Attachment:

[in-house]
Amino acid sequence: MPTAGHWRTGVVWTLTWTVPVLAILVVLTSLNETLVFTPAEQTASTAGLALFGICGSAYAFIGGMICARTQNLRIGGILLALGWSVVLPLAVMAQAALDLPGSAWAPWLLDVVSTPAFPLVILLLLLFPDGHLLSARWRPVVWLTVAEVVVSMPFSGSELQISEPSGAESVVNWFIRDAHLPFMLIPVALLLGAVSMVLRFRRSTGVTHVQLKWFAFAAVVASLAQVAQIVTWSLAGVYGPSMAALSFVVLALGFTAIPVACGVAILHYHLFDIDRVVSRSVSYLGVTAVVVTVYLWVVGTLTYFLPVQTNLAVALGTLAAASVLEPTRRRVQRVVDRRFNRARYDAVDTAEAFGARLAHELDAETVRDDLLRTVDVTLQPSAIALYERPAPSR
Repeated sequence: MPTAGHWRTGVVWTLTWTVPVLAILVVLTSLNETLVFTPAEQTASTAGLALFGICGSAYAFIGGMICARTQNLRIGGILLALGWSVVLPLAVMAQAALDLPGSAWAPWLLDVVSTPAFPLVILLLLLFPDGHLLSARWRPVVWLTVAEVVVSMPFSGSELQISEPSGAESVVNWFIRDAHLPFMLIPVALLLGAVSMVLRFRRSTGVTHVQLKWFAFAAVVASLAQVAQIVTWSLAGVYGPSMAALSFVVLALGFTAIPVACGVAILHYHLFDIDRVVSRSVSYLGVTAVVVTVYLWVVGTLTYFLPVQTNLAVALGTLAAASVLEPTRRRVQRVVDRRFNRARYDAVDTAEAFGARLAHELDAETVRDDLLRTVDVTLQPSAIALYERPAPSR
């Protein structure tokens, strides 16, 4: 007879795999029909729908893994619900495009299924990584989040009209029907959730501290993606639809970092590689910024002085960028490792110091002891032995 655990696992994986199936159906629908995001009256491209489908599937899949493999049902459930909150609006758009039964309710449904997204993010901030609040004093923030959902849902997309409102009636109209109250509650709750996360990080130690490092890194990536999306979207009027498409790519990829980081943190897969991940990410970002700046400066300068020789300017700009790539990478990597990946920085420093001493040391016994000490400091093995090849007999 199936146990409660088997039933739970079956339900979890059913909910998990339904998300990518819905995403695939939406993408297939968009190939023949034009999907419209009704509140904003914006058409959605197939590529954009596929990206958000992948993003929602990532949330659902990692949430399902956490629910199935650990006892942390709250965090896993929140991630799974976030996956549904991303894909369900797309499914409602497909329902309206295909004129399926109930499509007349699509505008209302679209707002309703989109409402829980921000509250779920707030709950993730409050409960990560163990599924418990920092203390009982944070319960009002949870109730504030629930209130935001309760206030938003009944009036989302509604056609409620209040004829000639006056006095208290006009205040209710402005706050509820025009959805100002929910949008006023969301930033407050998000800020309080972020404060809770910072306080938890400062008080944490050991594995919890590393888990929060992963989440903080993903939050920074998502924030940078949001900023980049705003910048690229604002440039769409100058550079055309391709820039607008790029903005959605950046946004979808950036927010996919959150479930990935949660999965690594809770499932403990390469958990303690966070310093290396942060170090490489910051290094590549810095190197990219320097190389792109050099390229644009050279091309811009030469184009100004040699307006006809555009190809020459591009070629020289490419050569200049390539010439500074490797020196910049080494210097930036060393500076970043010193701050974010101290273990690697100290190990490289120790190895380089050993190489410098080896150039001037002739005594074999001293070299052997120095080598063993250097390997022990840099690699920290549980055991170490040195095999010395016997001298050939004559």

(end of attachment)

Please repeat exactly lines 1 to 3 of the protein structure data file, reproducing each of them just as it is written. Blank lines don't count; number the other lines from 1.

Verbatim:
[in-house]
Amino acid sequence: MPTAGHWRTGVVWTLTWTVPVLAILVVLTSLNETLVFTPAEQTASTAGLALFGICGSAYAFIGGMICARTQNLRIGGILLALGWSVVLPLAVMAQAALDLPGSAWAPWLLDVVSTPAFPLVILLLLLFPDGHLLSARWRPVVWLTVAEVVVSMPFSGSELQISEPSGAESVVNWFIRDAHLPFMLIPVALLLGAVSMVLRFRRSTGVTHVQLKWFAFAAVVASLAQVAQIVTWSLAGVYGPSMAALSFVVLALGFTAIPVACGVAILHYHLFDIDRVVSRSVSYLGVTAVVVTVYLWVVGTLTYFLPVQTNLAVALGTLAAASVLEPTRRRVQRVVDRRFNRARYDAVDTAEAFGARLAHELDAETVRDDLLRTVDVTLQPSAIALYERPAPSR
Repeated sequence: MPTAGHWRTGVVWTLTWTVPVLAILVVLTSLNETLVFTPAEQTASTAGLALFGICGSAYAFIGGMICARTQNLRIGGILLALGWSVVLPLAVMAQAALDLPGSAWAPWLLDVVSTPAFPLVILLLLLFPDGHLLSARWRPVVWLTVAEVVVSMPFSGSELQISEPSGAESVVNWFIRDAHLPFMLIPVALLLGAVSMVLRFRRSTGVTHVQLKWFAFAAVVASLAQVAQIVTWSLAGVYGPSMAALSFVVLALGFTAIPVACGVAILHYHLFDIDRVVSRSVSYLGVTAVVVTVYLWVVGTLTYFLPVQTNLAVALGTLAAASVLEPTRRRVQRVVDRRFNRARYDAVDTAEAFGARLAHELDAETVRDDLLRTVDVTLQPSAIALYERPAPSR